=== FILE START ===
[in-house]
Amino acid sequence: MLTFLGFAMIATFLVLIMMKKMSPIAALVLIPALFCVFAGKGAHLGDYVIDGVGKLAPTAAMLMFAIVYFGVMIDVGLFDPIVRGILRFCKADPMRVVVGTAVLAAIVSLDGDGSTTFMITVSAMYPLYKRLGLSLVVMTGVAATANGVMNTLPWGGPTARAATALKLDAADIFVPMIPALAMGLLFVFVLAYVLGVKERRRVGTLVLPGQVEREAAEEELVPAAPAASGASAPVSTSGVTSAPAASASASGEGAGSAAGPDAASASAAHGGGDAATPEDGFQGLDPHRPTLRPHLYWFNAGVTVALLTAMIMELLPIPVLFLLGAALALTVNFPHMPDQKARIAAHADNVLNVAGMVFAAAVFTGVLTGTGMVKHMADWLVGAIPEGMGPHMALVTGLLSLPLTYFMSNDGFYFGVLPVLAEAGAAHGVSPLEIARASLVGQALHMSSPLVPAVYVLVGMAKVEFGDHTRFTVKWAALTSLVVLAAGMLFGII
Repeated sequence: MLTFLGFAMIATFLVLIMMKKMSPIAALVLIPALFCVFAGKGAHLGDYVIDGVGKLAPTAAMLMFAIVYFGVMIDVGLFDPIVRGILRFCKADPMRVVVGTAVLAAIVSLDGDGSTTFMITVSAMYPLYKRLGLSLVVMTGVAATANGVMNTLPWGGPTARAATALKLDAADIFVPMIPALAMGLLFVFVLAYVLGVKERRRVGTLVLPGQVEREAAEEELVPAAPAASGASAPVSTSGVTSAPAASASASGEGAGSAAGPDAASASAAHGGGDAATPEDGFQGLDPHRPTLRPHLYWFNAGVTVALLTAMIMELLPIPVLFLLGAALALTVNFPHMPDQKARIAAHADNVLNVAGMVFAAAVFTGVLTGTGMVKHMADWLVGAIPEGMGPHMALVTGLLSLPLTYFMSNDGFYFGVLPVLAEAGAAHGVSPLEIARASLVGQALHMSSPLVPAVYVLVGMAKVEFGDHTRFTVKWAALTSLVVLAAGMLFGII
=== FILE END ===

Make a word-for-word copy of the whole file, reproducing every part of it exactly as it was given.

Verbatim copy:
[in-house]
Amino acid sequence: MLTFLGFAMIATFLVLIMMKKMSPIAALVLIPALFCVFAGKGAHLGDYVIDGVGKLAPTAAMLMFAIVYFGVMIDVGLFDPIVRGILRFCKADPMRVVVGTAVLAAIVSLDGDGSTTFMITVSAMYPLYKRLGLSLVVMTGVAATANGVMNTLPWGGPTARAATALKLDAADIFVPMIPALAMGLLFVFVLAYVLGVKERRRVGTLVLPGQVEREAAEEELVPAAPAASGASAPVSTSGVTSAPAASASASGEGAGSAAGPDAASASAAHGGGDAATPEDGFQGLDPHRPTLRPHLYWFNAGVTVALLTAMIMELLPIPVLFLLGAALALTVNFPHMPDQKARIAAHADNVLNVAGMVFAAAVFTGVLTGTGMVKHMADWLVGAIPEGMGPHMALVTGLLSLPLTYFMSNDGFYFGVLPVLAEAGAAHGVSPLEIARASLVGQALHMSSPLVPAVYVLVGMAKVEFGDHTRFTVKWAALTSLVVLAAGMLFGII
Repeated sequence: MLTFLGFAMIATFLVLIMMKKMSPIAALVLIPALFCVFAGKGAHLGDYVIDGVGKLAPTAAMLMFAIVYFGVMIDVGLFDPIVRGILRFCKADPMRVVVGTAVLAAIVSLDGDGSTTFMITVSAMYPLYKRLGLSLVVMTGVAATANGVMNTLPWGGPTARAATALKLDAADIFVPMIPALAMGLLFVFVLAYVLGVKERRRVGTLVLPGQVEREAAEEELVPAAPAASGASAPVSTSGVTSAPAASASASGEGAGSAAGPDAASASAAHGGGDAATPEDGFQGLDPHRPTLRPHLYWFNAGVTVALLTAMIMELLPIPVLFLLGAALALTVNFPHMPDQKARIAAHADNVLNVAGMVFAAAVFTGVLTGTGMVKHMADWLVGAIPEGMGPHMALVTGLLSLPLTYFMSNDGFYFGVLPVLAEAGAAHGVSPLEIARASLVGQALHMSSPLVPAVYVLVGMAKVEFGDHTRFTVKWAALTSLVVLAAGMLFGII